Diesel engines have received a bad rap in the past, but modern diesel engines have some advantages that make it a desirable option for many consumers. The pros include:

Great fuel economy – The BMW Series 5 F10 diesels will get you 26 mpg in the city and an impressive 36 mpg on the highway.

Better range – If you don’t like stopping at the pump, the F10 diesels will have you getting gas less often. You can get more than 600 miles out of just one tank of gas if traveling via highway and nearly 450 miles in the city!

Quiet engine – The loud rattling and rumbling of older diesel engines is no longer an issue in the BMW diesel models. They are quiet; you wouldn’t even know it was a diesel.

Powerful and heavy duty – Diesels offer more power, which is why they are so often used in big trucks. They are heavy duty engines that can haul a lot of weight.

Responsive – BMWs equipped with a diesel engine are responsive to the driver in terms of handling, braking and steering, allowing you to take those highway curves with precision and grace.

Clean – Say what? Technology has virtually eliminated the smoke and noise that have become synonymous with the diesel engine. Don’t be surprised when your diesel’s exhaust pipe is just as clean as a regular non-diesel engine.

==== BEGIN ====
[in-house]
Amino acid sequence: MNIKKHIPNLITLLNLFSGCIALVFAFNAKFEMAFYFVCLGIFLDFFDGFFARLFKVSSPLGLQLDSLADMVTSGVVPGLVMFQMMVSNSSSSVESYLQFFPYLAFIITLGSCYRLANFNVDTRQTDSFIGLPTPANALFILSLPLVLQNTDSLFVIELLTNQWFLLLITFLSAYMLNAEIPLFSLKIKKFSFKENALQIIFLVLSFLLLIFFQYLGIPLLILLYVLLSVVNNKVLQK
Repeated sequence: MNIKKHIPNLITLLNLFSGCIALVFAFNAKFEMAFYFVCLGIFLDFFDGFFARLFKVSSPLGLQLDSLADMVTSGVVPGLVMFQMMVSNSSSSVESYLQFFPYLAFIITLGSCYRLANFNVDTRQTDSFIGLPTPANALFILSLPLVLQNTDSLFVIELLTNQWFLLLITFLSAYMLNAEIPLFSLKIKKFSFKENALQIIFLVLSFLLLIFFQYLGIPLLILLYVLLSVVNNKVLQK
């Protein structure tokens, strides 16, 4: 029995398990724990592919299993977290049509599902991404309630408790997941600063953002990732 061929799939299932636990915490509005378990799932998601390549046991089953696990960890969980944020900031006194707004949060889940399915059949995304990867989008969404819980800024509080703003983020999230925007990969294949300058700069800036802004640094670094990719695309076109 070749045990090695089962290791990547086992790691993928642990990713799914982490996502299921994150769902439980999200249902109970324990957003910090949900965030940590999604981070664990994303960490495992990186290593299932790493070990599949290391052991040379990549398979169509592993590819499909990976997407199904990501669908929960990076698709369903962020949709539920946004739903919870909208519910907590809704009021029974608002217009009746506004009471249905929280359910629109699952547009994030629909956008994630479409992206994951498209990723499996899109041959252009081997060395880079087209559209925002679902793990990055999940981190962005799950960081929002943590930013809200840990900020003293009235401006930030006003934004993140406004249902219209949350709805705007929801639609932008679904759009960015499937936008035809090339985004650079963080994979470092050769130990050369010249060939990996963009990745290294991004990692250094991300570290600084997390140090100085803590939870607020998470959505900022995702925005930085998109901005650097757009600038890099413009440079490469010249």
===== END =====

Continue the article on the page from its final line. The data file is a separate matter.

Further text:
Common Problems to be Aware of

As with any make and model, there will be pros and cons. Below are some issues you may encounter with the F10 diesel models:

Timing chain failure – Worn or faulty timing chains have been reported by consumers. A bad chain can result in a rattling noise, or worse, no noise at all and can cause your engine to stop. Sometimes the engine can stop when you’re driving at high speed, which can be very dangerous and a major safety issue. Unfortunately, the faulty chain is not something you can replace or change out as a preventative measure without having to remove the entire engine which can be very costly.

Sticky waste gate springs – These springs can get stuck in the open position or not properly close and lead to inefficient fuel economy, reduced fuel boost due to boost leakage, causing the car to drive sloppily.

Carbon buildup – This buildup will cause the clogging of the exhaust gas recirculation valve, better known as the EGR valve and cause the vehicle not to run properly. You may notice some stalling or idling problems as a result. This carbon buildup and clogging can also result in plugging up much of the intake piping too, which can lead to an expensive repair. In many cases the buildup can get into the engine heads, which will further aggravate the problem and require a proper engine cleanup and necessitate removing all the engine heads. Unfortunately, removing those heads can be expensive and once they are unsealed and resealed, they don’t seem to be quite as good as the original seal.